The problem I have with Infant Baptism comes from Romans 7. ” 9 I was alive once without the law, but when the commandment came, sin revived and I died. 10 And the commandment, which was to bring life, I found to bring death. 11 For sin, taking occasion by the commandment, deceived me, and by it killed me. 12 Therefore the law is holy, and the commandment holy and just and good.” As I understand this Scripture, the first time a person Cognitively sins, they die, whether they are in a Christian home or not. They stay dead until… Read more »

Katecho
Member

When Adam and Eve fell, they died in the day they ate. Though they were still alive bodily, they were dead (separated in relation to the source of all life). All born after them have been born in the same hole that Adam and Eve fell into, separated from God and needing rescue and reconciliation. When God resumed making covenant promises to mankind (which actually began again immediately in the Garden), these covenant promises involved and included the children of believers (the Seed of Eve, for example, or the daughters of Sarah) even as infants (which is modeled in the… Read more »

Robert
Guest
Robert

I appreciate the fact that you spent some time writing out an answer, but I don’t feel that you really addressed the question. When an aborted baby dies, why do they go to Heaven? They go to Heaven because they haven’t sinned. They are born with a heart of the flesh, which means they will sin as soon as they are able to, but they haven’t yet sinned. It is a blessing to be raised in an obedient Christian home. The Reformers, I understand, were very concerned about the salvation of the very young, because one in four of their… Read more »

Katecho
Member

Robert wrote: When an aborted baby dies, why do they go to Heaven? They go to Heaven because they haven’t sinned. This can be a sensitive topic because we have notions of the innocence of children that are more sentimental than biblical. I’m not aware of any passage suggesting that all infants who die go straight to Heaven, without distinction. Instead, I see passages that describe the fall of man as representative in Adam and Eve, on behalf of all their offspring. In other words I see death coming to all (including infants and children) for all those represented in… Read more »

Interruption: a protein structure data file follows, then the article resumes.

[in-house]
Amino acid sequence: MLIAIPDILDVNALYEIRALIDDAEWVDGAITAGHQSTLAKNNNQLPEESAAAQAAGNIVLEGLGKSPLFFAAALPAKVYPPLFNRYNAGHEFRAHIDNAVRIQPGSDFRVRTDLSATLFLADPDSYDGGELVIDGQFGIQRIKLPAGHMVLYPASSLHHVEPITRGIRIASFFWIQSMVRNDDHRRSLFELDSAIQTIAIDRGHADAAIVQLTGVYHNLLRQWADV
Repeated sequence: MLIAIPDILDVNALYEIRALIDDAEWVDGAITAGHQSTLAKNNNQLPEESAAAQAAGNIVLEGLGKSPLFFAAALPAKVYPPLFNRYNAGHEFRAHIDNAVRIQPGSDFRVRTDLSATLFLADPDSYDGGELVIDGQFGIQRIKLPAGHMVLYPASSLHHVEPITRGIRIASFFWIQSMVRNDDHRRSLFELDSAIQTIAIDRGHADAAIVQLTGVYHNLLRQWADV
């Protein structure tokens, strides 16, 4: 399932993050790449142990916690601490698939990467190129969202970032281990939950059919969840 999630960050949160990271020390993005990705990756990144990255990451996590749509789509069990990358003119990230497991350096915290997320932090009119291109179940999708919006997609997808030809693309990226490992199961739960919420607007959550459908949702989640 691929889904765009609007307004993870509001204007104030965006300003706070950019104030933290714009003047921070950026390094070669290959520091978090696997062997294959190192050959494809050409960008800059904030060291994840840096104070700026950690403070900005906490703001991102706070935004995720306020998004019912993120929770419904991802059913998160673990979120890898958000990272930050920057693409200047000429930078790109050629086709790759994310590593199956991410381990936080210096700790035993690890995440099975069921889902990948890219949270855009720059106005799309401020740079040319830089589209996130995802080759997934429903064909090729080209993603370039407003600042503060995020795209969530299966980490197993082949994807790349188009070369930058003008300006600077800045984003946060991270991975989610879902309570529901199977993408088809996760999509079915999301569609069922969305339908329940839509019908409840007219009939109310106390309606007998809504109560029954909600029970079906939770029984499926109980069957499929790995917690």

Jill Smith
Member

Katecho, I find this difficult to understand as it applies to children who perish due to induced abortion. Has the mother who aborts her child shown herself to be an unbeliever regardless of what she may think about whether or not she is Christian? If the father of an unborn child colluded in the decision to abort it, is his Christian belief sufficient to give us hope for that child’s salvation? In that case, don’t we have a situation in which God appears to have mercy only on the souls of infants who are killed by their believing Christian parents?… Read more »

Katecho
Member

Jill Smith wrote: Has the mother who aborts her child shown herself to be an unbeliever regardless of what she may think about whether or not she is Christian? First, let’s be clear that I’m not proposing that our task is to offer definitive pronouncements on the eternal state of any particular cases. Our perspective is finite. However, Scripture does give us foundational principles, and a pattern of examples, and corner stakes to guide us. We know that not everyone who was a circumcised descendant of Abraham (within the visible covenant) was actually a child of Abraham in the sense… Read more »

Jill Smith
Member